Charlie Louvin has revived his career, working with younger musicians and singing to younger audiences.
Photo: Alan Messer
The Louvin Brothers were one of the hottest acts in country music in the late 1950s, and their songs remain vital and relevant today. Their breakup in 1963 was followed by Ira Louvin's death in a car accident not long after. And younger brother Charlie, who turns 80 this weekend, spent years out of the spotlight.
But Charlie Louvin's career has been revived by working with younger musicians and producers. He tours with major rock and Americana artists. A new album features reworkings of classic Louvin Brothers material, as well as a poignant tribute to his late brother.
Louvins recent wave of success and attention came to him more or less out of the blue, through an instant message from singer John McCrae, front man for the band Cake. McCrae told Louvin that the band was planning a 23-day tour and asked him if hed like to do two or three of the gigs with them. Louvin says he didnt need much time to make up his mind.
Im sure he hadnt got up from his stool in front of his computer till he got his answer," Louvin says. Cause as quick as it came in, I answered it and said not only would I like to be on two or three of them, Id like to be on the whole 23 days. And thats how it started.
By the time the tour was over, Louvin was singing duets with band members and feeling adored by a new generation. But this was not entirely a new situation. The Louvin brothers were reintroduced to record buyers in the late 1960s and early 70s when country rocker Gram Parsons brought their songs — such as "The Christian Life" — to collaborators Emmylou Harris and The Byrds.
Louvin's current disciple-in-chief is 40-year-old Josh Rosenthal, who signed Charlie to his Tompkins Square label in New York. Rosenthal says that in Louvin he saw an artist with a past, present and future.
Sometimes I have to stop myself," Rosenthal says. "Because this is somebody who Johnny Cash met when he was 13 years old. And Charlie rubbed shoulders with Hank Williams at MGM studio. So that's the kind of person we're dealing with. There's not that many people left who have seen what he has seen and experienced what he has experienced.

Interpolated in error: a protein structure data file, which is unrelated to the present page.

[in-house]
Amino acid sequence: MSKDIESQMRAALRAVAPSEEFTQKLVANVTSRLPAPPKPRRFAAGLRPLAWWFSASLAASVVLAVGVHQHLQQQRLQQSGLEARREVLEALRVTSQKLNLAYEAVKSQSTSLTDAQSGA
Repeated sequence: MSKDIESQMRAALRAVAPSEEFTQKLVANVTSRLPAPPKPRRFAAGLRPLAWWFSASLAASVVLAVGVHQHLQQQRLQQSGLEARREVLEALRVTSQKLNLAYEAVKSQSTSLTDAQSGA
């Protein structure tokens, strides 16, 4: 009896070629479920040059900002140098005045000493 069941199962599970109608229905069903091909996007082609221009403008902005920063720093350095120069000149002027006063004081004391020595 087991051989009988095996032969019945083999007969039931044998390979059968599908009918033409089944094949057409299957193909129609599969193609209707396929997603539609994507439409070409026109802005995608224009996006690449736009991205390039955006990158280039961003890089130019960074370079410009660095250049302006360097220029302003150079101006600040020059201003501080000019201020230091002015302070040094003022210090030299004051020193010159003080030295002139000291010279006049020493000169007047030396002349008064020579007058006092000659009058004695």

Charlie Louvin's new disc, simply titled Charlie Louvin, features guest artists only such a legend could attract: country icons George Jones and Tom T. Hall, plus such modern-day alternative country and rock stars as Will Oldham, Elvis Costello and Jeff Tweedy of the band Wilco. Tweedy joins Charlie on the Louvin Brothers' Cold War classic "Great Atomic Power."
As the apocalyptic imagery suggests, the Louvin Brothers often infused secular country songs with their gospel roots. As Charlie says today, there's an awful lot of morality in Louvin Brothers songs. Paradox, too.
Ira Louvin, the duo's chief songwriter, was a combustible alcoholic. Charlie says he dwells on the redeeming side of their relationship in his tribute song, "Ira."
"I was called to play the mandolin on some songs," Marty Stuart says. "Basically what that means is I'm standing at Ira Louvin's spot at the microphone."
Another guest on the CD is country singer and preservationist Marty Stuart. He says Louvin is the latest in a string of country legends, like Loretta Lynn and Porter Wagoner, who have found late career success working with younger producers and playing to younger audiences.
"It's beautiful when somebody comes along and tells a Charlie or a Porter or a Loretta that it's OK to be you again," Stuart says. "All they need is a round of applause and a reason to go to a spotlight and they come back to life. I've watched Charlie come back to life again.
Louvin should be quite lively in the coming weeks. His birthday plans, he says, include an appearance on the Grand Ole Opry and the famous Ernest Tubb Midnite Jamboree.
I enjoy what I do, Louvin says, and I think if you enjoy what you do, its not work. I plan to continue as long as the boss man gives me the breath to stay on key. If I cant sing on key, then its time to go.